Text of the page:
Wednesday, August 10, 2011

Road Signs

One of the biggest things about driving here is that the road signs are different from the USA. Most of the signs are standardized across Europe but each country does have a few extra.
Diamond signs indicate priority while red triangles are warnings. Red circles are restrictions and blue circles are requirements. Squares and rectangles provide guidance. Black lines through a sign means the traffic condition is finished.
At least the stop sign is the same over here. It pretty much ends after that. Here are some of the most important ones:

Among the most important signs are the priority and end-of-priority diamonds. The yellow diamond shows that you have the right of way. Any cars entering from crossroads have to yield before entering a priority road.
A number in a red circle is the maximum speed limit. In this case 60 kilometers per hour. Lines through the number on a white circle is the end of the speed limit.
A blue circle shows the minimum allowable speed. I'm not sure why this sign is even posted. Most people tend to treat the maximum speed signs as 'optional' so I don't get the point of the minimum speed signs.
This sign shows a dead end street. There is no outlet at the end of the road.

No parking.

No passing.

Do not enter.

Right of way over oncoming traffic. Whom ever is driving in the same direction as the red arrow has to yield.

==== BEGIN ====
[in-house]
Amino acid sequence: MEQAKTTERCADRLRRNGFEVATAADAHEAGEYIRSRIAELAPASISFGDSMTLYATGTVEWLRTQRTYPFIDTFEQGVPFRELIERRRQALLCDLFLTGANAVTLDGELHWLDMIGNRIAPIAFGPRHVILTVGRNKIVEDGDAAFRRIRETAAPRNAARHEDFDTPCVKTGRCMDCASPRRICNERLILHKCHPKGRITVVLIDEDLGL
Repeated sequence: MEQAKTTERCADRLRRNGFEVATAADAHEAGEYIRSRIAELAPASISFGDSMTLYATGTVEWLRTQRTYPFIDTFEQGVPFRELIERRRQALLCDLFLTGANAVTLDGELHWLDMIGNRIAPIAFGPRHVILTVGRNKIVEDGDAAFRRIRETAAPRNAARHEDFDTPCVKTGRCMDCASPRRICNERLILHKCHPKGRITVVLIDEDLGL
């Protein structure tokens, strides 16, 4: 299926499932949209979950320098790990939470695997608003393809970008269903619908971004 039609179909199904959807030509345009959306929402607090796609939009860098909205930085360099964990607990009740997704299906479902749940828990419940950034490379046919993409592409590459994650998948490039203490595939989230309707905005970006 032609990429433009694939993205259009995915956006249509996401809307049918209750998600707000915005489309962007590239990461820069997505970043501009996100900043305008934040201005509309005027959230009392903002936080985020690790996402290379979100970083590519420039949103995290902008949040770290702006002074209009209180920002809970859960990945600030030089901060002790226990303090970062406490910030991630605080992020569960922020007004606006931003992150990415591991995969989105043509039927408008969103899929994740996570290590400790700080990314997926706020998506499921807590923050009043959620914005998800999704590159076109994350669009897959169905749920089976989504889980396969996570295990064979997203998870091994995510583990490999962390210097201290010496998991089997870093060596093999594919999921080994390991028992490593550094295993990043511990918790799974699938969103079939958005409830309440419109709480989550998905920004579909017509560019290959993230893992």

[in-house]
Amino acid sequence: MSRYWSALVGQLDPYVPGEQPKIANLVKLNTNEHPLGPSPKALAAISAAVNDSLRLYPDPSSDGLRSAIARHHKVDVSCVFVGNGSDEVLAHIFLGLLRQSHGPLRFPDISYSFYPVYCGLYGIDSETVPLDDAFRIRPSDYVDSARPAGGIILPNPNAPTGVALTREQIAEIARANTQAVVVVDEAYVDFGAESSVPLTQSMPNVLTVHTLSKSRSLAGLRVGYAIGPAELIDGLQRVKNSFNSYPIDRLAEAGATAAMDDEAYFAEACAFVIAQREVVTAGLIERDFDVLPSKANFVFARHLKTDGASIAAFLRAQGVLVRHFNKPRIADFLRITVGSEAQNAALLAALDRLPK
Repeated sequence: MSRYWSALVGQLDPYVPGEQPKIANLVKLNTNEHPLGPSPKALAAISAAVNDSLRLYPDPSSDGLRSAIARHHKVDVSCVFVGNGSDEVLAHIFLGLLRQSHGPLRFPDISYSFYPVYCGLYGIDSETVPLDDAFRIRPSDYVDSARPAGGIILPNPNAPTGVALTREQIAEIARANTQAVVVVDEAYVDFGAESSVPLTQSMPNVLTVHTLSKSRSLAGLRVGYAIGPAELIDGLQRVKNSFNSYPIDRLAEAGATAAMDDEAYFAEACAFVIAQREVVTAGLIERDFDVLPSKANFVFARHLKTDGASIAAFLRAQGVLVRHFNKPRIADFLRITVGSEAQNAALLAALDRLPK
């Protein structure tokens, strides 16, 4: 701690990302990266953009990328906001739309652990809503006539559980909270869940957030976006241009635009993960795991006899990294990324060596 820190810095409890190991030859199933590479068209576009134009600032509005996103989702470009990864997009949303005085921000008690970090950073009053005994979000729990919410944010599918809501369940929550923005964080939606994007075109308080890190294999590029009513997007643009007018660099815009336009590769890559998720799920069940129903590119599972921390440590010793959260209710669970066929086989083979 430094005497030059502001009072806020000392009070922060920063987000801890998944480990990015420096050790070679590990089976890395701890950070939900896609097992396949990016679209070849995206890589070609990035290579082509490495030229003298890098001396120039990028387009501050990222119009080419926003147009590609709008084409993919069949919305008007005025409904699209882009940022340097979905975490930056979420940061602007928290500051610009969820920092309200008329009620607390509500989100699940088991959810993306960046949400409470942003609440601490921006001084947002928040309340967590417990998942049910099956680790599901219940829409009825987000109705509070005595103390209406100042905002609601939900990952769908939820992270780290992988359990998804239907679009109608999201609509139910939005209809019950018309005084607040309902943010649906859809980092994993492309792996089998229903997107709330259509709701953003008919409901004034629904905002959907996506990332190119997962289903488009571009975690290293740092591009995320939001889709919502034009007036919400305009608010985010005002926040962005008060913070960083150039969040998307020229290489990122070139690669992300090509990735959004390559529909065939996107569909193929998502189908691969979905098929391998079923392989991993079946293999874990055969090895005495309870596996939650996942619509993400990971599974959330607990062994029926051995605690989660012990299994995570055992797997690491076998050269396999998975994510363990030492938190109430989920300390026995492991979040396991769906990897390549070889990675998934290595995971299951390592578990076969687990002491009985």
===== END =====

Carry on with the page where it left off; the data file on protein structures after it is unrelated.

Here's the roundabout traffic sign. When entering a roundabout you have to yield to traffic and do not signal. However, you have to signal when you are leaving the circle.
This sign shows that the main road bends to the right. Even when the main road turns you still have to signal. However, the cars leaving the main road, and exiting a side road, are not required to signal. Odd!
Here's the "skiing house sign". Some friends and I could never figure out what this one was. It turns out that this posted for residential areas. The driving commissars love to take drivers in to residential areas because the maximum speed is only 20 km per hour (12.5 mph). I'll need to keep this in mind when I take my driving exam.

Update:  Link to Czech driving rules in English. 

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